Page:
Science Fiction & Fantasy

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Podcasts

Fantasy

Phalloon the Illimitable

The estate of Phalloon the so-called Illimitable was in most respects much like that of the budding thaumaturge Diomedo Obron, Erm Kaslo’s new employer: It had a large, solid house, some remote outbuildings, lawns and a lake, clumps of mature trees, and an all-enclosing wall. What made it different, Kaslo saw as he surveyed it from a hill in the middling distance, was a rocky prominence that stood in the estate’s northeast corner.

Science Fiction

The Mao Ghost

I still remember that evening: In the heavy air, the plastic dragonflies hovered just below the eaves like miniature helicopters, drifting about slightly even though there was no wind. I came home, and Dad was already in the house but kept the lights off. The setting sun came in through cracks in the window, and his face seemed indescribably thin in the dim, yellow light, like a stranger’s.

Science Fiction

How to Get Back to the Forest

“You have to puke it up,” said Cee. “You have to get down there and puke it up. I mean down past where you can feel it, you know?” She gestured earnestly at her chest. She had this old-fashioned cotton nightgown on, lace collar brilliant under the bathroom lights. Above the collar, her skin looked gray. Cee had bones like a bird. She was so beautiful. She was completely beautiful and fucked.

Fantasy

A Different Fate

We are one. We are three. We are sisters, together and individual. Past, present, future. As it was in the beginning, is now, and ever shall be. One of us must have been born first, but the stories say there were always three, and so there were. Fate is too weighty a thing to be dealt by only one.

Fantasy

None Owns the Air

“Push! Push! Damn it, put your backs into it!” Kino Ye’s voice rose to a panicked screech as the four sweat-drenched soldiers strained against the spokes of the giant winch. “Push!” But one of the spokes snapped as the man leaning against it fell face-first into the sand, and the winch whipped around and tossed the other three men through the air to land sprawling on the beach a few paces away.

Science Fiction

Harry and Marlowe and the Intrigues at the Aetherian Exhibition

Finally, Harry arrived at the Royal Albert Hall in Kensington with her mother and her older sister Victoria. Once they entered through the great gilt doorway, a friendly attendant waited to show them to the royal salon. Harry glimpsed, through another ornate archway, the main hall and the exhibition installed there.

Fantasy

So Sharp That Blood Must Flow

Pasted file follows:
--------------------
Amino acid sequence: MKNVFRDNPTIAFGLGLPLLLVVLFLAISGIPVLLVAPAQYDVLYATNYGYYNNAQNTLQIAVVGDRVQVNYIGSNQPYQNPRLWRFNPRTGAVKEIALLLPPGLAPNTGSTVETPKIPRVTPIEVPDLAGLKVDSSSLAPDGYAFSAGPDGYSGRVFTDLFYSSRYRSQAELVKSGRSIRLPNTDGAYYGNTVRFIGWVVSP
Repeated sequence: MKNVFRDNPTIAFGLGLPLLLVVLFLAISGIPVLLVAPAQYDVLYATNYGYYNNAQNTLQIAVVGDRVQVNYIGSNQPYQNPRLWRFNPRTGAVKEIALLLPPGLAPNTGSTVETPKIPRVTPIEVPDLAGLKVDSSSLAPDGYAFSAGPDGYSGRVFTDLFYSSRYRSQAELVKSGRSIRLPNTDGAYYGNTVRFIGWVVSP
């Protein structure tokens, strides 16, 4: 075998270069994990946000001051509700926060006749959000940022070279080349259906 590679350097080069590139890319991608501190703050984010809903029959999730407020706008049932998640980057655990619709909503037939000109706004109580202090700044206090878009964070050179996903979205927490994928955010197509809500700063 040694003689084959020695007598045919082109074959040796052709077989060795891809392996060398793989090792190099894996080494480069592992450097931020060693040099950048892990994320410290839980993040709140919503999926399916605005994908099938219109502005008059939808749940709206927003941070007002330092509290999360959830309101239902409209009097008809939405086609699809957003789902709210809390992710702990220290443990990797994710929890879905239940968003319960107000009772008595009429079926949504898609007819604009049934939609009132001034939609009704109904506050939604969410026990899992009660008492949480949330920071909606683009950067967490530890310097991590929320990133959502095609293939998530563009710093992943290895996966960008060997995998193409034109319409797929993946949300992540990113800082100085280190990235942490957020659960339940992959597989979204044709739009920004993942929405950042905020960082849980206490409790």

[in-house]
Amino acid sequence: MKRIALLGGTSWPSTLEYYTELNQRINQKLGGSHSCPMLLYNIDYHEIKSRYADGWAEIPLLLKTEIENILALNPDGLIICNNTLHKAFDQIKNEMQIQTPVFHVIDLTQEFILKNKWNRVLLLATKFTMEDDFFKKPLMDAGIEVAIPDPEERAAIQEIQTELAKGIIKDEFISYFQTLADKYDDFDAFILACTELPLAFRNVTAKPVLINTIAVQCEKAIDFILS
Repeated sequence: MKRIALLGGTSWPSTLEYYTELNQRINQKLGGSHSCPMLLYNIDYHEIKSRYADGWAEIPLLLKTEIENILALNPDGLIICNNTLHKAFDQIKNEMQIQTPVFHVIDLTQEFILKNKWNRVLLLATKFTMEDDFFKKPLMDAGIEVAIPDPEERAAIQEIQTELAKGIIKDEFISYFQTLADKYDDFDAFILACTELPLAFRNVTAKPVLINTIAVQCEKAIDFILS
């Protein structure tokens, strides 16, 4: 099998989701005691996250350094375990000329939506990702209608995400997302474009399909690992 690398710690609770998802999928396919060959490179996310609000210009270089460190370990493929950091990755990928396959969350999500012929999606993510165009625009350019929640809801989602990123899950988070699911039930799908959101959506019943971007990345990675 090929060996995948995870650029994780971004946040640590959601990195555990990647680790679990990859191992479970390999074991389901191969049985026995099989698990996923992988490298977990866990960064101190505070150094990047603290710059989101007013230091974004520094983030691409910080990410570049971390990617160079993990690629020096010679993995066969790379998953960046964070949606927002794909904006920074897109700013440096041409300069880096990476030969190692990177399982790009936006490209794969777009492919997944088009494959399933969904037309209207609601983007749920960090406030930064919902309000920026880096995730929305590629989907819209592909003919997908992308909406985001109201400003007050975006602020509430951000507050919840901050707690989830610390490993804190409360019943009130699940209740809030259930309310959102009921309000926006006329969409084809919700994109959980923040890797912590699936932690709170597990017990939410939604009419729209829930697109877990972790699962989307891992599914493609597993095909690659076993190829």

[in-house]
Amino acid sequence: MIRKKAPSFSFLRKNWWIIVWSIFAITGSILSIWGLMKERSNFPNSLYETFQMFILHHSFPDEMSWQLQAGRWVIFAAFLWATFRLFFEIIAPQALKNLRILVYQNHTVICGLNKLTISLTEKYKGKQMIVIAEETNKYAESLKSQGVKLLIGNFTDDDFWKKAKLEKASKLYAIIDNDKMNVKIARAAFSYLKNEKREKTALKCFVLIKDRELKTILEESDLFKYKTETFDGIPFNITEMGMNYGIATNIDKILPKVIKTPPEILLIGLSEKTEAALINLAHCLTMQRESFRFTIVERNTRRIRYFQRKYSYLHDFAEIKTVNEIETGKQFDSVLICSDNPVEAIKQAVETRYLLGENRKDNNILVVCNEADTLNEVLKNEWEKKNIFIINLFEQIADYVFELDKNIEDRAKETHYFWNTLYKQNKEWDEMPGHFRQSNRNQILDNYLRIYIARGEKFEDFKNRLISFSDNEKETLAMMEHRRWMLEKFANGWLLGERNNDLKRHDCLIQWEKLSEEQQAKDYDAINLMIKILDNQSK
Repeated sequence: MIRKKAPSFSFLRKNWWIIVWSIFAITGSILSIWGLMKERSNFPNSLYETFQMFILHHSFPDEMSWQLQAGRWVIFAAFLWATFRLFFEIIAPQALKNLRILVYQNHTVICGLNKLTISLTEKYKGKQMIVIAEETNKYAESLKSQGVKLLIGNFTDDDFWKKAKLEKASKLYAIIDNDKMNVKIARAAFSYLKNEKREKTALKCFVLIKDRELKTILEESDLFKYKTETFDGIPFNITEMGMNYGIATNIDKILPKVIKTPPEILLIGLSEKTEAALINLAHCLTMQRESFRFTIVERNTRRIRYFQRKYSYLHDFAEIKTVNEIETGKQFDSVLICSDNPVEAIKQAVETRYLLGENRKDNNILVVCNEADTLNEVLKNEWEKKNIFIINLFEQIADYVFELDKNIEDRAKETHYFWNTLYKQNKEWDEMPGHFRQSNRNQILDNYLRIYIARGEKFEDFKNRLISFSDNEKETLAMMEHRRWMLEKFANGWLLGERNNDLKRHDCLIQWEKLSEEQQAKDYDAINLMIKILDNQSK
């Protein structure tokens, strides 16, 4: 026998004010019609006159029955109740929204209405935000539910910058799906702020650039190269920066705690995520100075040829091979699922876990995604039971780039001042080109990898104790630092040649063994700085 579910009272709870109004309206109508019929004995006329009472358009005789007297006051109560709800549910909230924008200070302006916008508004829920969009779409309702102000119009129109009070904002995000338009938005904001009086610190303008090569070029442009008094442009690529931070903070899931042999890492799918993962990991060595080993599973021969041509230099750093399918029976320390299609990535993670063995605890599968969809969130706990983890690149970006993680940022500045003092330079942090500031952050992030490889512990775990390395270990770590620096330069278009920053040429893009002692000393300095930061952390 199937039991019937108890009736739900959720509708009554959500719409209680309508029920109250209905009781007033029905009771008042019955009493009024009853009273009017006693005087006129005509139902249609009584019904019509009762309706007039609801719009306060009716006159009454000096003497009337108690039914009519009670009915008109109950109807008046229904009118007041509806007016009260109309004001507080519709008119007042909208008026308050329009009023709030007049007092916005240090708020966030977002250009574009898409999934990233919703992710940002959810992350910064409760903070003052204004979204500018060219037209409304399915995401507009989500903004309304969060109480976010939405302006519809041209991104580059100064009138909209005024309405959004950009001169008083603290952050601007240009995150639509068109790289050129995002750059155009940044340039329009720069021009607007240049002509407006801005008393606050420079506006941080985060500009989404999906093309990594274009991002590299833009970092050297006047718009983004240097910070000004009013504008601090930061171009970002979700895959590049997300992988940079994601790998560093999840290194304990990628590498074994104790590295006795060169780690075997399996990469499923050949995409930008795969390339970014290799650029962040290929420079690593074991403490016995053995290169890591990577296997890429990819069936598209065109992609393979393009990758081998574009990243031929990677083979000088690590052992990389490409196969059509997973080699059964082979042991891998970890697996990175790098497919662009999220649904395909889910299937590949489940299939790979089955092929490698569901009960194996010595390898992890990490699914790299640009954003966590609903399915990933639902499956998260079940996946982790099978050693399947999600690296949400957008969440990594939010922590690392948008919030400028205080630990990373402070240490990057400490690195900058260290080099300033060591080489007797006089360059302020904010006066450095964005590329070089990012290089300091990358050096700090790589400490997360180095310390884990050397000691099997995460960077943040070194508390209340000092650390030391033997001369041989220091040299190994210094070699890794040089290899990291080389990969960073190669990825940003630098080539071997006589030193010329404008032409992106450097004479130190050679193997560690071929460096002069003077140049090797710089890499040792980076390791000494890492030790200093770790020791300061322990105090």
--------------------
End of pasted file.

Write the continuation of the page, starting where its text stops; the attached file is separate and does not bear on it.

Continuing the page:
In the end, the water goes black with the witch’s blood. Before this happens, the little mermaid understands that a deal is a deal, a bargain a bargain, and there can’t be reneging. But this isn’t reneging, she tells herself as she sinks down, down, down into water so black that in truth it would be difficult to discern witch’s blood within it even had a hundred witches been slaughtered in its depths.

Science Fiction

Coma Kings

So I guess the story begins, fittingly, with someone handing me a Coma rig and saying, play me. Two a.m. and I’m at this party in somebody’s trailer out in the trashy part of town. I’m stoned out of my mind and there’s something on the television, either one of those cheesy infomercials or some sort of comedy thing making fun of those cheesy infomercials, and I’m trying to figure out which.

Fantasy

The Thing About Shapes to Come

Monica’s new baby was like a lot of new babies these days in that she was born a cube. She had no external or internal sexual organs, or for that matter organs of any kind, being just a warm solid filled with protoplasm. But she was, genetically at least, a girl, and one who resembled her mother as much as any cube possibly could. That wasn’t much in that she had no eyes, no nose, no mouth, no chin, no hair, nothing that could be charitably called a face or bodily features, not even any orifices larger than pores.

Fantasy

Elementals

No one knows how many airlings there are, most likely not a great many, whatever a great many means. They inhabit the atmosphere, generally between a hundred and ten or twelve thousand feet above the ground, seldom clearly visible to human eyes, and leaving almost no trace of their presence. They swim in air as we do in water, but with far more ease, air being their native element. Slight motions of the whole body and the arms and legs move them gracefully through their three dimensions.